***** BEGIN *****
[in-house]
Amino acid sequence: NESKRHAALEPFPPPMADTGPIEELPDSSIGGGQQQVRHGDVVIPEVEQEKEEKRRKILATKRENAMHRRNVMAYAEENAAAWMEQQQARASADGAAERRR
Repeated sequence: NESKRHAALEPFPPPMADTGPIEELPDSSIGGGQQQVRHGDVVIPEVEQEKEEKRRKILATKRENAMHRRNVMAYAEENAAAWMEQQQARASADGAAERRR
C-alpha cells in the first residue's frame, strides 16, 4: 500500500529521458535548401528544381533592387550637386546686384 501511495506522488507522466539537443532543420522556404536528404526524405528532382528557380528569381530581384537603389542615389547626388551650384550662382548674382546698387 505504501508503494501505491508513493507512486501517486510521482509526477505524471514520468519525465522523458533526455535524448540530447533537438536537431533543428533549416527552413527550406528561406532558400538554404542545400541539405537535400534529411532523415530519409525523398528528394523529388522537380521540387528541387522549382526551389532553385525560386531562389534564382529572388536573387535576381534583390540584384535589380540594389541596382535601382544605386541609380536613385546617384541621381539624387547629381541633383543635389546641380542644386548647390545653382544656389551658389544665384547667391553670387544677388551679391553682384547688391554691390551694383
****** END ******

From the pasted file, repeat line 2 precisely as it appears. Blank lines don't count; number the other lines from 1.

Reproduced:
Amino acid sequence: NESKRHAALEPFPPPMADTGPIEELPDSSIGGGQQQVRHGDVVIPEVEQEKEEKRRKILATKRENAMHRRNVMAYAEENAAAWMEQQQARASADGAAERRR